Countdown announced it’s rolling out a refresh of its own brand range, as well as introducing a new category to its line up, expecting the massive task to take about two years, with the first hint of the change to be visible on supermarket shelves in May.
The Countdown Select and Signature Range products that most Kiwis are familiar with will eventually come under the name ‘Countdown’, a Countdown release says, while a new ‘Essentials’ range will also be launched to replace Homebrand.
Essentials will hit shelves in May and will be a value-offering including commonly purchased necessities. The revamped Countdown brand will also start appearing but the full transition will take a couple of years.
And this is more than just a packaging change, says Countdown general manager of merchandise Chris Fisher. “We are reinvigorating our own brand products and reviewing each one over time to ensure we are delivering easily identifiable, quality products that suit our customers’ needs at low prices.”
So, why the change?
“We asked our customers about what they want from our own brand products in the future,” Fisher told StopPress. “They told us they want great value and a refreshed design. They also want it to be easier to choose the own brand product best for them. This means introducing changes to our own brand products,” he says.
Fisher wouldn’t reveal which agency or design company is working on the refreshed brands or the newly launched Essentials range, but he did give a few hints as to what the design elements might look like.
“The new Countdown and Countdown Essentials range is about offering great quality products at low prices every day,” he says. “We’ve brought this to life in the product packaging by using clear, honest and straightforward designs. We want the quality of the products to speak for themselves.”
While it could be argued there’s a perception proprietary products are of a lower quality than other branded products, Fisher says the products have been developed based on what customers tell Countdown they’re looking for.
“They have all been sourced by our expert chefs and food technologists and tried and tested by our customers before they reach the shelf, so customers know they’re getting consistent big brand quality at a lower price,” he says.
“We have a quality assurance programme that ensures safe and consistent quality of our own brand products.”
He says the ‘Countdown’ range will include hundreds of popular everyday products across a number of categories. “The Countdown range is a dynamic brand that will evolve and changes according to customer tastes to ensure we’re always exceeding expectations with our own brand range.”
Traditionally, homebrand products have featured very basic designs, but there does seem to be a shift in this regard, with some retailers investing in their proprietary brands.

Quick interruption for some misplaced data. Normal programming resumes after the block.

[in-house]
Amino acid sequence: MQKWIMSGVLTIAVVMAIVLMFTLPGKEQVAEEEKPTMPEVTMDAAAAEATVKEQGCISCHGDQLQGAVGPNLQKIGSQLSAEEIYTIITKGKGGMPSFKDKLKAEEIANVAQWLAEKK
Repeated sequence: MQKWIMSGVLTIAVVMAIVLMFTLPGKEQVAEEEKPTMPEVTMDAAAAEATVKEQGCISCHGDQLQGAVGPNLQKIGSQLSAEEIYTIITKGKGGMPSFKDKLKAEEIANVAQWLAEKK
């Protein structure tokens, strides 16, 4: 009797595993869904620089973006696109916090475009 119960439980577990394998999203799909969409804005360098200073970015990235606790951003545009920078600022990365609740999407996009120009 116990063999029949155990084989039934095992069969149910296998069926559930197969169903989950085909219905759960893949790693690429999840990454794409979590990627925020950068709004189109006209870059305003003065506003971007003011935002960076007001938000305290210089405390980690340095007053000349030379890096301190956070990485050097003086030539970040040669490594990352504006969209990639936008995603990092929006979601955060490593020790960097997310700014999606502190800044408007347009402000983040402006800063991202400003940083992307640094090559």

Countdown is following in the footsteps of Foodstuffs (owner of New World, Four Square and Pak’nSave), which enlisted Brother Design to revamp its Pams range, resulting in the agency winning multiple awards.
Brother Design’s reworking of the the Pams product range was typified by attractive design, more akin to traditional branding than that usually associated with an in-house product range.
Mitre 10 is another retailer that has also given its proprietary brands an injection of cash in recent years.
Following its acquisition of 14 private labels in 2012, Mitre 10 introduced new brands Jobmate (for the builder) and Number 8 (for the thrifty DIYer) and reworked the branding of Nouveau (for the decorator).
Following the launch of the product range, customer research indicated that all three brands resonated with their specific target markets and this is also being reflected in the sales figures, which put Mitre 10 on track to achieve its lofty sales targets in 2015 (the retailer also won a TVNZ-NZ Marketing award for the success of the project last year).
Across the broader Kiwi market, private label products (in-house brands) are integral to the retail market, with Nielsen data showing that 12 percent of products sold in supermarkets fall within this category
However, the latest MAT (moving annual total) data shows private label product sales declined 3.7 percent compared to sales from the previous year, providing a possible explanation for why supermarket giants are investing in their own stock.
Nielsen’s data shows its branded products that are experiencing growth (3.8 percent) compared to private label products—which in turn provides a strong indication of how valuable branding and design is on the supermarket shelves.
A Countdown release says the majority of Countdown’s own brand products will continue to be sourced in New Zealand, with more than 70 percent of its own brand products being sourced here currently.